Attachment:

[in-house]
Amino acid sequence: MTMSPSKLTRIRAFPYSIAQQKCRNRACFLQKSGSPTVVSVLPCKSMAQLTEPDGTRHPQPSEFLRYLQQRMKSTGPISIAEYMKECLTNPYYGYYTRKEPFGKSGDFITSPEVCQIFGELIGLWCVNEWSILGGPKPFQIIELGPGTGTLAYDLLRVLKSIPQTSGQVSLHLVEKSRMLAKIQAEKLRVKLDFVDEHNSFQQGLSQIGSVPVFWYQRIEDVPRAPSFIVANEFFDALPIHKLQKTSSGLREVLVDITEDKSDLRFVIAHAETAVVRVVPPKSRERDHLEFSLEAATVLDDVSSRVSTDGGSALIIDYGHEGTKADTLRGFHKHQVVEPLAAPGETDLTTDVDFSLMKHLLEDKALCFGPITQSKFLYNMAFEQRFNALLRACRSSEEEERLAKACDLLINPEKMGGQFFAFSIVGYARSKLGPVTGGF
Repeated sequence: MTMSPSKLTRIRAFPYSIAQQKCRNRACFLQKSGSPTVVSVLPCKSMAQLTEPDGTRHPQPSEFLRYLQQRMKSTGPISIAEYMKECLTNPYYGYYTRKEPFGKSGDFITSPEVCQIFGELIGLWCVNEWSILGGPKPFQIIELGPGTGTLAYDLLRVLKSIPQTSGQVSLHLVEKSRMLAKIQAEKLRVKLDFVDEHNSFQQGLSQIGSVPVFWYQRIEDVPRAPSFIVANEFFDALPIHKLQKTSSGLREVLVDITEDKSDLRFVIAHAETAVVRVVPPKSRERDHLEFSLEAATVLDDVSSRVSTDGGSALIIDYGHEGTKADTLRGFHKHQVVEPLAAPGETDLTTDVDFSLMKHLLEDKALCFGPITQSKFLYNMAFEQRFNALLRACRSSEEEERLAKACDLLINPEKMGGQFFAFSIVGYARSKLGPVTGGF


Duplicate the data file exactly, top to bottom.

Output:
[in-house]
Amino acid sequence: MTMSPSKLTRIRAFPYSIAQQKCRNRACFLQKSGSPTVVSVLPCKSMAQLTEPDGTRHPQPSEFLRYLQQRMKSTGPISIAEYMKECLTNPYYGYYTRKEPFGKSGDFITSPEVCQIFGELIGLWCVNEWSILGGPKPFQIIELGPGTGTLAYDLLRVLKSIPQTSGQVSLHLVEKSRMLAKIQAEKLRVKLDFVDEHNSFQQGLSQIGSVPVFWYQRIEDVPRAPSFIVANEFFDALPIHKLQKTSSGLREVLVDITEDKSDLRFVIAHAETAVVRVVPPKSRERDHLEFSLEAATVLDDVSSRVSTDGGSALIIDYGHEGTKADTLRGFHKHQVVEPLAAPGETDLTTDVDFSLMKHLLEDKALCFGPITQSKFLYNMAFEQRFNALLRACRSSEEEERLAKACDLLINPEKMGGQFFAFSIVGYARSKLGPVTGGF
Repeated sequence: MTMSPSKLTRIRAFPYSIAQQKCRNRACFLQKSGSPTVVSVLPCKSMAQLTEPDGTRHPQPSEFLRYLQQRMKSTGPISIAEYMKECLTNPYYGYYTRKEPFGKSGDFITSPEVCQIFGELIGLWCVNEWSILGGPKPFQIIELGPGTGTLAYDLLRVLKSIPQTSGQVSLHLVEKSRMLAKIQAEKLRVKLDFVDEHNSFQQGLSQIGSVPVFWYQRIEDVPRAPSFIVANEFFDALPIHKLQKTSSGLREVLVDITEDKSDLRFVIAHAETAVVRVVPPKSRERDHLEFSLEAATVLDDVSSRVSTDGGSALIIDYGHEGTKADTLRGFHKHQVVEPLAAPGETDLTTDVDFSLMKHLLEDKALCFGPITQSKFLYNMAFEQRFNALLRACRSSEEEERLAKACDLLINPEKMGGQFFAFSIVGYARSKLGPVTGGF